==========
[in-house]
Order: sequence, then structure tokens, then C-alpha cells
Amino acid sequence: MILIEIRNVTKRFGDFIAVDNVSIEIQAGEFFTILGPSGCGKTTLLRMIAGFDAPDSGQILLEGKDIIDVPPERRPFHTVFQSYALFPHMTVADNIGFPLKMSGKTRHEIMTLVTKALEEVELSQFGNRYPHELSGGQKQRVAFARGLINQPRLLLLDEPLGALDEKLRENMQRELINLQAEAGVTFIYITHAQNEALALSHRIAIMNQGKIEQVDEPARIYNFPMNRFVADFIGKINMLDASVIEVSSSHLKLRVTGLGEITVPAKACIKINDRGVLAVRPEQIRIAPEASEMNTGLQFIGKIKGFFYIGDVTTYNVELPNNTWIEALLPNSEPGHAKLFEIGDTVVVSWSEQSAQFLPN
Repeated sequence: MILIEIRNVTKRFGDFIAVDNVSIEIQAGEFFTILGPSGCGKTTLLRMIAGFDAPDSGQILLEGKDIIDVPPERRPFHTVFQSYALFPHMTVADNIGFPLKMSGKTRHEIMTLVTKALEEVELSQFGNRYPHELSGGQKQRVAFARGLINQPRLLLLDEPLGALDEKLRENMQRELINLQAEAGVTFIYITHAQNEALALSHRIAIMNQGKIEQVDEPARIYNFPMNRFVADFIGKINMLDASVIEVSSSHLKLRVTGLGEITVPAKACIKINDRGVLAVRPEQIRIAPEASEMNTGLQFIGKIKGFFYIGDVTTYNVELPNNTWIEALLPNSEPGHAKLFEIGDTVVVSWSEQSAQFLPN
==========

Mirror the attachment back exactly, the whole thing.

[in-house]
Order: sequence, then structure tokens, then C-alpha cells
Amino acid sequence: MILIEIRNVTKRFGDFIAVDNVSIEIQAGEFFTILGPSGCGKTTLLRMIAGFDAPDSGQILLEGKDIIDVPPERRPFHTVFQSYALFPHMTVADNIGFPLKMSGKTRHEIMTLVTKALEEVELSQFGNRYPHELSGGQKQRVAFARGLINQPRLLLLDEPLGALDEKLRENMQRELINLQAEAGVTFIYITHAQNEALALSHRIAIMNQGKIEQVDEPARIYNFPMNRFVADFIGKINMLDASVIEVSSSHLKLRVTGLGEITVPAKACIKINDRGVLAVRPEQIRIAPEASEMNTGLQFIGKIKGFFYIGDVTTYNVELPNNTWIEALLPNSEPGHAKLFEIGDTVVVSWSEQSAQFLPN
Repeated sequence: MILIEIRNVTKRFGDFIAVDNVSIEIQAGEFFTILGPSGCGKTTLLRMIAGFDAPDSGQILLEGKDIIDVPPERRPFHTVFQSYALFPHMTVADNIGFPLKMSGKTRHEIMTLVTKALEEVELSQFGNRYPHELSGGQKQRVAFARGLINQPRLLLLDEPLGALDEKLRENMQRELINLQAEAGVTFIYITHAQNEALALSHRIAIMNQGKIEQVDEPARIYNFPMNRFVADFIGKINMLDASVIEVSSSHLKLRVTGLGEITVPAKACIKINDRGVLAVRPEQIRIAPEASEMNTGLQFIGKIKGFFYIGDVTTYNVELPNNTWIEALLPNSEPGHAKLFEIGDTVVVSWSEQSAQFLPN